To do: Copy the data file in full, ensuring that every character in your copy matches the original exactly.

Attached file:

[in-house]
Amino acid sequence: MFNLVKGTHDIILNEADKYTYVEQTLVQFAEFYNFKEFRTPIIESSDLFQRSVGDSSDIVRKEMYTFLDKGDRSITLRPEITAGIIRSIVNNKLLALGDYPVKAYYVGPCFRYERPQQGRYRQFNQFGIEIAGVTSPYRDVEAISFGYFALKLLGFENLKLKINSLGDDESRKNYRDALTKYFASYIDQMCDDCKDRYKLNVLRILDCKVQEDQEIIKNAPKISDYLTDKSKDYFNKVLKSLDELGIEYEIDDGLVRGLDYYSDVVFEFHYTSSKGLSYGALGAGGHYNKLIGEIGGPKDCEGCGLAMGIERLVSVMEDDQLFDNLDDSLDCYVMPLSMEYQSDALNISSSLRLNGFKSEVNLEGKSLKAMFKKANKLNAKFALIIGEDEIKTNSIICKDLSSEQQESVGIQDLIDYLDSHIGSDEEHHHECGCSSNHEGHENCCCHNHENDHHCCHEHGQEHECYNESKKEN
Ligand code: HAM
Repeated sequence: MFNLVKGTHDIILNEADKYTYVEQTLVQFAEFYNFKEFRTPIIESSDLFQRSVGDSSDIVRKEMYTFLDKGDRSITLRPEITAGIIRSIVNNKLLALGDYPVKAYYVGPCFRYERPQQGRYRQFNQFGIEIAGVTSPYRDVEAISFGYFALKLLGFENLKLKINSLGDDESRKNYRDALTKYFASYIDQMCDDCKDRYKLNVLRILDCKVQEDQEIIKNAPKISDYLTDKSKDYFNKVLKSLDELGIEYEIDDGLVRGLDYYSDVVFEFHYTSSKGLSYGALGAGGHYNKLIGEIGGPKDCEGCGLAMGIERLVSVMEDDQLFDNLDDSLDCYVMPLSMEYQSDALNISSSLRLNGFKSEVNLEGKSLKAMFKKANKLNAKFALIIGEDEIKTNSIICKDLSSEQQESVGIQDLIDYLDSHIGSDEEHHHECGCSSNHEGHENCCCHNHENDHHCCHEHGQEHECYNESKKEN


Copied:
[in-house]
Amino acid sequence: MFNLVKGTHDIILNEADKYTYVEQTLVQFAEFYNFKEFRTPIIESSDLFQRSVGDSSDIVRKEMYTFLDKGDRSITLRPEITAGIIRSIVNNKLLALGDYPVKAYYVGPCFRYERPQQGRYRQFNQFGIEIAGVTSPYRDVEAISFGYFALKLLGFENLKLKINSLGDDESRKNYRDALTKYFASYIDQMCDDCKDRYKLNVLRILDCKVQEDQEIIKNAPKISDYLTDKSKDYFNKVLKSLDELGIEYEIDDGLVRGLDYYSDVVFEFHYTSSKGLSYGALGAGGHYNKLIGEIGGPKDCEGCGLAMGIERLVSVMEDDQLFDNLDDSLDCYVMPLSMEYQSDALNISSSLRLNGFKSEVNLEGKSLKAMFKKANKLNAKFALIIGEDEIKTNSIICKDLSSEQQESVGIQDLIDYLDSHIGSDEEHHHECGCSSNHEGHENCCCHNHENDHHCCHEHGQEHECYNESKKEN
Ligand code: HAM
Repeated sequence: MFNLVKGTHDIILNEADKYTYVEQTLVQFAEFYNFKEFRTPIIESSDLFQRSVGDSSDIVRKEMYTFLDKGDRSITLRPEITAGIIRSIVNNKLLALGDYPVKAYYVGPCFRYERPQQGRYRQFNQFGIEIAGVTSPYRDVEAISFGYFALKLLGFENLKLKINSLGDDESRKNYRDALTKYFASYIDQMCDDCKDRYKLNVLRILDCKVQEDQEIIKNAPKISDYLTDKSKDYFNKVLKSLDELGIEYEIDDGLVRGLDYYSDVVFEFHYTSSKGLSYGALGAGGHYNKLIGEIGGPKDCEGCGLAMGIERLVSVMEDDQLFDNLDDSLDCYVMPLSMEYQSDALNISSSLRLNGFKSEVNLEGKSLKAMFKKANKLNAKFALIIGEDEIKTNSIICKDLSSEQQESVGIQDLIDYLDSHIGSDEEHHHECGCSSNHEGHENCCCHNHENDHHCCHEHGQEHECYNESKKEN